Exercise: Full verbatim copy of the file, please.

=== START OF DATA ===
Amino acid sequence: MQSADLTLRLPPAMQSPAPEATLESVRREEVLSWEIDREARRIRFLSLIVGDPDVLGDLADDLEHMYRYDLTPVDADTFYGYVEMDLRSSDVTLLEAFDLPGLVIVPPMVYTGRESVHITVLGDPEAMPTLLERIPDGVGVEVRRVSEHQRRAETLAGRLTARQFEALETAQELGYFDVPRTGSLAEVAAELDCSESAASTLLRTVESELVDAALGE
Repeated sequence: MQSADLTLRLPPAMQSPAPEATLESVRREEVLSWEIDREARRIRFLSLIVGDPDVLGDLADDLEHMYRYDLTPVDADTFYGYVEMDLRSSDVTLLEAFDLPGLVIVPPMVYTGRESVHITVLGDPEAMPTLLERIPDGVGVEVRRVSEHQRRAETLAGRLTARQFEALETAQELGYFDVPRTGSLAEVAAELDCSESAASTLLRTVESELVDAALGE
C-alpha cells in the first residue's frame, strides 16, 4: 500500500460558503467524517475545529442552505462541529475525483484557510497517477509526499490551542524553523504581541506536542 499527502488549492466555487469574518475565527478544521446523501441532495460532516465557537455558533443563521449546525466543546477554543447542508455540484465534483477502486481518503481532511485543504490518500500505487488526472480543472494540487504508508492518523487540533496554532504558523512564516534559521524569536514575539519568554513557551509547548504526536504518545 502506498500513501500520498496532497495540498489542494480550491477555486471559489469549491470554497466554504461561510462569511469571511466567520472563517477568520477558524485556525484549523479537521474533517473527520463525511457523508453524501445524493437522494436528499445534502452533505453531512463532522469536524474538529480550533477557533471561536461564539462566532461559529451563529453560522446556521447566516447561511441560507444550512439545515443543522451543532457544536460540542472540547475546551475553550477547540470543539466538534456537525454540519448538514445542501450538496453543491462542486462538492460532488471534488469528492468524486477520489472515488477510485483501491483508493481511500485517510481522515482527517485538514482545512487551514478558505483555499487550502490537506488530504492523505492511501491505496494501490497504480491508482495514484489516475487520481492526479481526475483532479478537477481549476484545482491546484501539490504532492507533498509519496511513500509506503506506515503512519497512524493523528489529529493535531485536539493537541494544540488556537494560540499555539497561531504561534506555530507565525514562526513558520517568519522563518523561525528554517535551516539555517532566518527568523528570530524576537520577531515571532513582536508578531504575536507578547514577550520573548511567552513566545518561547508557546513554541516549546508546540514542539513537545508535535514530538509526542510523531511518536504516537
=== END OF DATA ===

Amino acid sequence: MQSADLTLRLPPAMQSPAPEATLESVRREEVLSWEIDREARRIRFLSLIVGDPDVLGDLADDLEHMYRYDLTPVDADTFYGYVEMDLRSSDVTLLEAFDLPGLVIVPPMVYTGRESVHITVLGDPEAMPTLLERIPDGVGVEVRRVSEHQRRAETLAGRLTARQFEALETAQELGYFDVPRTGSLAEVAAELDCSESAASTLLRTVESELVDAALGE
Repeated sequence: MQSADLTLRLPPAMQSPAPEATLESVRREEVLSWEIDREARRIRFLSLIVGDPDVLGDLADDLEHMYRYDLTPVDADTFYGYVEMDLRSSDVTLLEAFDLPGLVIVPPMVYTGRESVHITVLGDPEAMPTLLERIPDGVGVEVRRVSEHQRRAETLAGRLTARQFEALETAQELGYFDVPRTGSLAEVAAELDCSESAASTLLRTVESELVDAALGE
C-alpha cells in the first residue's frame, strides 16, 4: 500500500460558503467524517475545529442552505462541529475525483484557510497517477509526499490551542524553523504581541506536542 499527502488549492466555487469574518475565527478544521446523501441532495460532516465557537455558533443563521449546525466543546477554543447542508455540484465534483477502486481518503481532511485543504490518500500505487488526472480543472494540487504508508492518523487540533496554532504558523512564516534559521524569536514575539519568554513557551509547548504526536504518545 502506498500513501500520498496532497495540498489542494480550491477555486471559489469549491470554497466554504461561510462569511469571511466567520472563517477568520477558524485556525484549523479537521474533517473527520463525511457523508453524501445524493437522494436528499445534502452533505453531512463532522469536524474538529480550533477557533471561536461564539462566532461559529451563529453560522446556521447566516447561511441560507444550512439545515443543522451543532457544536460540542472540547475546551475553550477547540470543539466538534456537525454540519448538514445542501450538496453543491462542486462538492460532488471534488469528492468524486477520489472515488477510485483501491483508493481511500485517510481522515482527517485538514482545512487551514478558505483555499487550502490537506488530504492523505492511501491505496494501490497504480491508482495514484489516475487520481492526479481526475483532479478537477481549476484545482491546484501539490504532492507533498509519496511513500509506503506506515503512519497512524493523528489529529493535531485536539493537541494544540488556537494560540499555539497561531504561534506555530507565525514562526513558520517568519522563518523561525528554517535551516539555517532566518527568523528570530524576537520577531515571532513582536508578531504575536507578547514577550520573548511567552513566545518561547508557546513554541516549546508546540514542539513537545508535535514530538509526542510523531511518536504516537